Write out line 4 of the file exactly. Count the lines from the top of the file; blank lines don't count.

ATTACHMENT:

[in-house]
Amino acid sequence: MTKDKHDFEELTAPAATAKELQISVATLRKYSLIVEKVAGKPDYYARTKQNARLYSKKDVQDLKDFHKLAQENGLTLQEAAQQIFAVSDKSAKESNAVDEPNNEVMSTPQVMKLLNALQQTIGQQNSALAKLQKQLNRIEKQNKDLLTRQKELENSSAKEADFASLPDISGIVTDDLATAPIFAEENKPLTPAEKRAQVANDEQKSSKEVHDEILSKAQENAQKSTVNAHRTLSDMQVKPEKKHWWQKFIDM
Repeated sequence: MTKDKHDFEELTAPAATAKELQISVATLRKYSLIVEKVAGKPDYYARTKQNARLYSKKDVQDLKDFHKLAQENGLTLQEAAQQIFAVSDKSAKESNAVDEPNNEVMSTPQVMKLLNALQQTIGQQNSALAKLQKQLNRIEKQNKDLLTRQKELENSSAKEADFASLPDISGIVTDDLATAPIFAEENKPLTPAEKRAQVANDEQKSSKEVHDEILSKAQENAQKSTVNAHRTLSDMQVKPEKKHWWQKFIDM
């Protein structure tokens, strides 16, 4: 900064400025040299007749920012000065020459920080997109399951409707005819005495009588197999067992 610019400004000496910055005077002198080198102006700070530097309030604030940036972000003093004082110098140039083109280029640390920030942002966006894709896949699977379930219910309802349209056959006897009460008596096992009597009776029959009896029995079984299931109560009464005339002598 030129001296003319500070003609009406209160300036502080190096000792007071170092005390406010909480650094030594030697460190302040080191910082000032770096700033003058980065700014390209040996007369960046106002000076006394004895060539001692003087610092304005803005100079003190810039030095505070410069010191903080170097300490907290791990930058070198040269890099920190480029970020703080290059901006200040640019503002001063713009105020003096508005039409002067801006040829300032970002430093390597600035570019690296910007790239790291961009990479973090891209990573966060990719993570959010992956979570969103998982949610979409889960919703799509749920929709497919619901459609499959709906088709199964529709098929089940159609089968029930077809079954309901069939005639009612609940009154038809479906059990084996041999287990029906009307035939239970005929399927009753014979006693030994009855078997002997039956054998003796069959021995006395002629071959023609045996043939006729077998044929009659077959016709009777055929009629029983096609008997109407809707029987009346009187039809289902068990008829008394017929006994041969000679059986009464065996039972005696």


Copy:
């Protein structure tokens, strides 16, 4: 900064400025040299007749920012000065020459920080997109399951409707005819005495009588197999067992 610019400004000496910055005077002198080198102006700070530097309030604030940036972000003093004082110098140039083109280029640390920030942002966006894709896949699977379930219910309802349209056959006897009460008596096992009597009776029959009896029995079984299931109560009464005339002598 030129001296003319500070003609009406209160300036502080190096000792007071170092005390406010909480650094030594030697460190302040080191910082000032770096700033003058980065700014390209040996007369960046106002000076006394004895060539001692003087610092304005803005100079003190810039030095505070410069010191903080170097300490907290791990930058070198040269890099920190480029970020703080290059901006200040640019503002001063713009105020003096508005039409002067801006040829300032970002430093390597600035570019690296910007790239790291961009990479973090891209990573966060990719993570959010992956979570969103998982949610979409889960919703799509749920929709497919619901459609499959709906088709199964529709098929089940159609089968029930077809079954309901069939005639009612609940009154038809479906059990084996041999287990029906009307035939239970005929399927009753014979006693030994009855078997002997039956054998003796069959021995006395002629071959023609045996043939006729077998044929009659077959016709009777055929009629029983096609008997109407809707029987009346009187039809289902068990008829008394017929006994041969000679059986009464065996039972005696």